Remember Echo Therapeutics (ECTE), that wonderful little reverse-merger bio-dreck company formerly known as Sontra and so loved by Florida bucket shops, Uri Landesman and Mark Nordlicht? The firm issued a press release last week trumpeting yet another “successful clinical trial”. The headline reads (emphasis ours):
Echo Therapeutics Announces Positive Results of Clinical Trial of its Symphony® Transdermal Continuous Glucose Monitoring (tCGM) System in Patients With Type 1 and Type 2 Diabetes
Being a curious sort, your author decided to take a look at the details of the clinical trial. Not by reading press releases, but by actually looking up the study. But when is a ‘Clinical Trial’ not a clinical trial? When you cannot find it on Clinicaltrials.gov perhaps? A search of the Clinicaltrials.gov database, try it yourself here, yielded absolutely no hits (see here) for any studies sponsored by Echo Therapeutics (ECTE). Yet, the company cheerfully continues in its press release:
(Echo) today announced positive results from its clinical study of its Symphony tCGM System in patients with type 1 and type 2 diabetes. Data from the study confirm that Symphony successfully monitors the broad range of blood glucose values seen in people with diabetes. Echo also announced that it plans to conduct a study in critical care patients in the near term.
Quite tellingly, Echo uses the term “positive results” but does not once mention “statistically significant” results. Why? Read on…
Using over 2,600 Symphony tCGM glucose readings from the twenty (20) study subjects paired with reference blood glucose measurements,
A sample size of only 20 patients….first semester statistics anyone? For an 80% powered study and desired statistical significance, one should need at least 26 subjects, and likely far more (and if memory serves, central limit theorem would suggest 30 at a minimum). Which just might be why Abbott (ABT) is recruiting 32 subjects for one of its studies (see here). And why the other actual players in the Continuous Glucose Monitoring (“CGM”) business recruit far more subjects. For example, DexCom (DXCM) is recruiting 230 patients for one of its studies (see here) and Medtronic (MDT) is recruiting 150 in a study (see here), not to mention Roche (ROG VX) doing a study with 130 patients (see here).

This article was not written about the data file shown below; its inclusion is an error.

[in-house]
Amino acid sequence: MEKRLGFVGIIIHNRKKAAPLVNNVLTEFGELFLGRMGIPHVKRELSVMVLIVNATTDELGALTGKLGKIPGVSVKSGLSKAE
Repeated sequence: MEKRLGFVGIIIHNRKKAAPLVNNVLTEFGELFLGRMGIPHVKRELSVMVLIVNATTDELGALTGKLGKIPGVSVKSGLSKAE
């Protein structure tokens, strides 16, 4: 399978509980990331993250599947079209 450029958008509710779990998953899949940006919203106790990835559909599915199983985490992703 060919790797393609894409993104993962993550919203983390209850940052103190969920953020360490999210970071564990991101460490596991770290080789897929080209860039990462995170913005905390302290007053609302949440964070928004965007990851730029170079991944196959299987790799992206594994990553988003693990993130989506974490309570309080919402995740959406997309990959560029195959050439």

Of course, it is much more likely that this most recent press release was just a way to gloss over the fact that the company just did another discounted stock plus warrants PIPE deal, see here, and that it has been over 13 months since Echo filed for 510(k) approval of its other product, the Prelude Skin Prep System, and over 10 months since ECTE management had expected marketing clearance from the FDA (read more here and here). Once again ECTE=Fail.